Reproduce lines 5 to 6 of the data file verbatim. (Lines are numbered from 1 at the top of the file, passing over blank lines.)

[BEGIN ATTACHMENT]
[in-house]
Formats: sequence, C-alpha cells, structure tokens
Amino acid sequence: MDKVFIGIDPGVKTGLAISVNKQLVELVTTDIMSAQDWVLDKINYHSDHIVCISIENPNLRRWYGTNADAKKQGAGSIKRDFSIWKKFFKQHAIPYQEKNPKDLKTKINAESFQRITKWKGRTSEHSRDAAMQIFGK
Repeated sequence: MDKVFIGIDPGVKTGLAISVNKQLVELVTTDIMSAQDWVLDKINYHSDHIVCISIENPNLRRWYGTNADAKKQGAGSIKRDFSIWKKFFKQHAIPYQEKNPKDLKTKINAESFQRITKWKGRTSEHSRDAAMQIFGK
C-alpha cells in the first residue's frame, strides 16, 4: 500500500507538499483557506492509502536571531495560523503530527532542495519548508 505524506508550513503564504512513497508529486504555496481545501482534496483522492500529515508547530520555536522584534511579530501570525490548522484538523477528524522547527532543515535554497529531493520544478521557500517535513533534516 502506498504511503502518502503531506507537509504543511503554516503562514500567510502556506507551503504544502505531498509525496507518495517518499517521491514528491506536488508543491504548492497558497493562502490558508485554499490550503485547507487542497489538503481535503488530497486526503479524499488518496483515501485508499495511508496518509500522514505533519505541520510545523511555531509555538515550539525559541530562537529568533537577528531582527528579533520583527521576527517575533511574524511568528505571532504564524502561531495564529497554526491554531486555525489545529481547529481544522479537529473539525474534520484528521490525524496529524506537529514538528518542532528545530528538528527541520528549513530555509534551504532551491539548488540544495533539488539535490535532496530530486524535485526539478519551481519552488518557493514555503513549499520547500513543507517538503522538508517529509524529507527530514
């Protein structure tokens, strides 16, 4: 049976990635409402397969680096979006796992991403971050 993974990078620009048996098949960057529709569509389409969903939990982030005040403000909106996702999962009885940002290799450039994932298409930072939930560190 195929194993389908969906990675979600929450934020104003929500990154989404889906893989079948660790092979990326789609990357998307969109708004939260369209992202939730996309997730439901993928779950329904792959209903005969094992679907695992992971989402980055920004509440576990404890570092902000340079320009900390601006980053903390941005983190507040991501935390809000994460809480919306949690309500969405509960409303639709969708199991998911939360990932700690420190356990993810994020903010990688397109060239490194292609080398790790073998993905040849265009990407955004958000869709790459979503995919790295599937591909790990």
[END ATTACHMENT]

C-alpha cells in the first residue's frame, strides 16, 4: 500500500507538499483557506492509502536571531495560523503530527532542495519548508 505524506508550513503564504512513497508529486504555496481545501482534496483522492500529515508547530520555536522584534511579530501570525490548522484538523477528524522547527532543515535554497529531493520544478521557500517535513533534516 502506498504511503502518502503531506507537509504543511503554516503562514500567510502556506507551503504544502505531498509525496507518495517518499517521491514528491506536488508543491504548492497558497493562502490558508485554499490550503485547507487542497489538503481535503488530497486526503479524499488518496483515501485508499495511508496518509500522514505533519505541520510545523511555531509555538515550539525559541530562537529568533537577528531582527528579533520583527521576527517575533511574524511568528505571532504564524502561531495564529497554526491554531486555525489545529481547529481544522479537529473539525474534520484528521490525524496529524506537529514538528518542532528545530528538528527541520528549513530555509534551504532551491539548488540544495533539488539535490535532496530530486524535485526539478519551481519552488518557493514555503513549499520547500513543507517538503522538508517529509524529507527530514
């Protein structure tokens, strides 16, 4: 049976990635409402397969680096979006796992991403971050 993974990078620009048996098949960057529709569509389409969903939990982030005040403000909106996702999962009885940002290799450039994932298409930072939930560190 195929194993389908969906990675979600929450934020104003929500990154989404889906893989079948660790092979990326789609990357998307969109708004939260369209992202939730996309997730439901993928779950329904792959209903005969094992679907695992992971989402980055920004509440576990404890570092902000340079320009900390601006980053903390941005983190507040991501935390809000994460809480919306949690309500969405509960409303639709969708199991998911939360990932700690420190356990993810994020903010990688397109060239490194292609080398790790073998993905040849265009990407955004958000869709790459979503995919790295599937591909790990």